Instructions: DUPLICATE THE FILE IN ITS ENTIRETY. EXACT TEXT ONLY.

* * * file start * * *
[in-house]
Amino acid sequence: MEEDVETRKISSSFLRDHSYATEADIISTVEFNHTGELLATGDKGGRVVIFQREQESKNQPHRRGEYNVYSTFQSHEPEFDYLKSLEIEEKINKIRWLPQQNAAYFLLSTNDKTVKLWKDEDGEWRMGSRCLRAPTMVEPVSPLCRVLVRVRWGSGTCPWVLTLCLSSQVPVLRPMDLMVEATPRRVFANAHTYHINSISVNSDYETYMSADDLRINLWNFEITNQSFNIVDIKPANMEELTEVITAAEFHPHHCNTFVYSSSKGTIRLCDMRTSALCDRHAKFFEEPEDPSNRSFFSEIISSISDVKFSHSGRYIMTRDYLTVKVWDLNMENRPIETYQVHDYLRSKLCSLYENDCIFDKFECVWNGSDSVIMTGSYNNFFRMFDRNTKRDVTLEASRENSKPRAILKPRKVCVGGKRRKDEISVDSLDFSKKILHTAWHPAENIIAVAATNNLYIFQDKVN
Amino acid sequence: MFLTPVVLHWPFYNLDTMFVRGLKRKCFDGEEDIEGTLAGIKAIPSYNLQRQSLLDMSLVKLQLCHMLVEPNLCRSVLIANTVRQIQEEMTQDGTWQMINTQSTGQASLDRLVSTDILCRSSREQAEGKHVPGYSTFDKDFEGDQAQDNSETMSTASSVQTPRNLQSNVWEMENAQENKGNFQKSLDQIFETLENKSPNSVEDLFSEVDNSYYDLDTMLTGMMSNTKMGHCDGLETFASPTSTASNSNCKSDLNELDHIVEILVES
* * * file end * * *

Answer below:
[in-house]
Amino acid sequence: MEEDVETRKISSSFLRDHSYATEADIISTVEFNHTGELLATGDKGGRVVIFQREQESKNQPHRRGEYNVYSTFQSHEPEFDYLKSLEIEEKINKIRWLPQQNAAYFLLSTNDKTVKLWKDEDGEWRMGSRCLRAPTMVEPVSPLCRVLVRVRWGSGTCPWVLTLCLSSQVPVLRPMDLMVEATPRRVFANAHTYHINSISVNSDYETYMSADDLRINLWNFEITNQSFNIVDIKPANMEELTEVITAAEFHPHHCNTFVYSSSKGTIRLCDMRTSALCDRHAKFFEEPEDPSNRSFFSEIISSISDVKFSHSGRYIMTRDYLTVKVWDLNMENRPIETYQVHDYLRSKLCSLYENDCIFDKFECVWNGSDSVIMTGSYNNFFRMFDRNTKRDVTLEASRENSKPRAILKPRKVCVGGKRRKDEISVDSLDFSKKILHTAWHPAENIIAVAATNNLYIFQDKVN
Amino acid sequence: MFLTPVVLHWPFYNLDTMFVRGLKRKCFDGEEDIEGTLAGIKAIPSYNLQRQSLLDMSLVKLQLCHMLVEPNLCRSVLIANTVRQIQEEMTQDGTWQMINTQSTGQASLDRLVSTDILCRSSREQAEGKHVPGYSTFDKDFEGDQAQDNSETMSTASSVQTPRNLQSNVWEMENAQENKGNFQKSLDQIFETLENKSPNSVEDLFSEVDNSYYDLDTMLTGMMSNTKMGHCDGLETFASPTSTASNSNCKSDLNELDHIVEILVES